Investing in stocks comes with the prospect of earning big returns, but it can also carry some considerable risks. At times of financial market stress, investors will often flee from risky assets and into investments that are perceived as very safe. Investors will act as a herd and try to rid themselves of any risk in what is termed a "flight to quality". Whether or not an investor takes part in the flight, it is important to understand the concept, its indicators and its implications for the market.
What is a flight to quality?
A flight to quality occurs when investors rush to less risky, more liquid investments. Cash and cash equivalents, such as Treasury bills and notes, are key examples of the high-quality assets investors will seek. Investors try to allocate capital away from assets with any perceived risk into the safest possible instruments they can find. Investors usually tend to do this en masse and the effects on the market can be quite drastic. (Knowing what the market is thinking is the best way to determine what it will do next.
The causes for a flight to quality are usually quite similar, and normally follow or are concurrent with some level of distress in the financial markets. Fear in the market generally leads investors to question their risk exposure and whether asset prices are justified by their risk/reward profiles.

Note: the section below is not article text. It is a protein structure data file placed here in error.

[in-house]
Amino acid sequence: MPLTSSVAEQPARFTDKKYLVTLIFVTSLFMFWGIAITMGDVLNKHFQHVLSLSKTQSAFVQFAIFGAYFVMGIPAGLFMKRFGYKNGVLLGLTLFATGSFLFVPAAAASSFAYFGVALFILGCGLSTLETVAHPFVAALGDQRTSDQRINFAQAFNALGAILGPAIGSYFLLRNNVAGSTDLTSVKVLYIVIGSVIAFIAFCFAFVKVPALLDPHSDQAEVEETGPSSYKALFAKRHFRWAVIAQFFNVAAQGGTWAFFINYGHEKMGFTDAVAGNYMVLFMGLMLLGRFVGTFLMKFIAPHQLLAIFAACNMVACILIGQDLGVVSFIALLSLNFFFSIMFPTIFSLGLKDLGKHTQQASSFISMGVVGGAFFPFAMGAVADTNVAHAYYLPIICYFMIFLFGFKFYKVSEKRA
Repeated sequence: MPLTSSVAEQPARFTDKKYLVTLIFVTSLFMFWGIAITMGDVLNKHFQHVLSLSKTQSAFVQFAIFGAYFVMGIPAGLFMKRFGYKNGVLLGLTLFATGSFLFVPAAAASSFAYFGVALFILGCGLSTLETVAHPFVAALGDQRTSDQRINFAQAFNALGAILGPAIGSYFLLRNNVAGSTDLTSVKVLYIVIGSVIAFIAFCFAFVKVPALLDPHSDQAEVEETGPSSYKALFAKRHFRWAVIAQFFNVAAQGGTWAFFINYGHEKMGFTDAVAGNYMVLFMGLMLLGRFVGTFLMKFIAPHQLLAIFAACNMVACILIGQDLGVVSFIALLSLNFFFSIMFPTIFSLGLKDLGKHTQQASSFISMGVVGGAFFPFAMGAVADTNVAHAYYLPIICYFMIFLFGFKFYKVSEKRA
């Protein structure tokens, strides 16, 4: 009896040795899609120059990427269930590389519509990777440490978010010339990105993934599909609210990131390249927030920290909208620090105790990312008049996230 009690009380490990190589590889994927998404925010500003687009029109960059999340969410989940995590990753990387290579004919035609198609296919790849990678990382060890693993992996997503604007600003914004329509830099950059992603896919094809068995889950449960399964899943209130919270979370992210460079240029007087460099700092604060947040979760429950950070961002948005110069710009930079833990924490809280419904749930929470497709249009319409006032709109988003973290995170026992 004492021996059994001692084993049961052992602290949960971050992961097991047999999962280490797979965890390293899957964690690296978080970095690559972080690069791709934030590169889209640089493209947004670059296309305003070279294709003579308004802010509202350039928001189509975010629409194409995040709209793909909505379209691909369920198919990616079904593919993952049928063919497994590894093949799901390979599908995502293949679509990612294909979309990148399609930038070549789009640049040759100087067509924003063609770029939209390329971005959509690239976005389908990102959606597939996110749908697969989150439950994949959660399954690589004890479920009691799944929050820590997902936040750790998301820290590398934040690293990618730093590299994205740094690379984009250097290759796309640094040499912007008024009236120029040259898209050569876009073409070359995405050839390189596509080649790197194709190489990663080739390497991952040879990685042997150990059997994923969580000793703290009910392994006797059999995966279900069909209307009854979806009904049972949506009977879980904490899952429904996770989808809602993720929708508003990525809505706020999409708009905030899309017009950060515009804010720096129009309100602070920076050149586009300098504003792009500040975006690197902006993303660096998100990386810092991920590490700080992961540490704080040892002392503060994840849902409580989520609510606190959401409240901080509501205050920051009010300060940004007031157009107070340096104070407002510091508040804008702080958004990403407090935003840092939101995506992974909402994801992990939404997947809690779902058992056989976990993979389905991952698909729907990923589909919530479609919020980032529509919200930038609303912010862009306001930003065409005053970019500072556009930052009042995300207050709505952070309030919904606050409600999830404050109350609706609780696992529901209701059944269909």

While every market has its own intricacies, most upswings and downturns are somewhat similar: a sharp downturn follows what, in retrospect, were unjustifiable asset prices. A lot of the time the asset prices were unjustified because many risk factors such as credit problems were being ignored. Investors question the health of companies they are invested in and may decide to take profits from their riskier investments, or even sell at losses in order to move into lower-risk alternatives. Unfortunately, most investors don't get out at the early stage. Many join the flight to quality after things start to turn sour and leave themselves open to even bigger losses. (The option to bolster after-tax stock returns through tax-loss harvesting can reverse investor gloom. Check out Tax-Loss Harvesting For An Unsteady Market.)
Once major issues in the market come to light, the bubble begins to burst and panic occurs in the market as participants reprice risk. Sharp declines in asset prices add to the panic, and force people to flee toward very low-risk assets where they feel their principal is safe, without regard for potential return. A flight to quality is often a pretty abrupt shift for financial markets; as a result, indicators such as fear and shrinking yields on quality assets aren't noticed until the flight has already begun.
Negative T-Bill Yield
An extreme example of a flight to quality occurred during the 2008 credit crisis. U.S. T-bills are perceived as some of the highest quality, lowest risk assets. The U.S. government is considered to have no default risk, meaning that Treasuries of any maturity have no risk of principal loss. T-bills are also issued with maturities of 90 days, so the short-term nature makes interest rate risk minimal, and, if held to maturity, non-existent.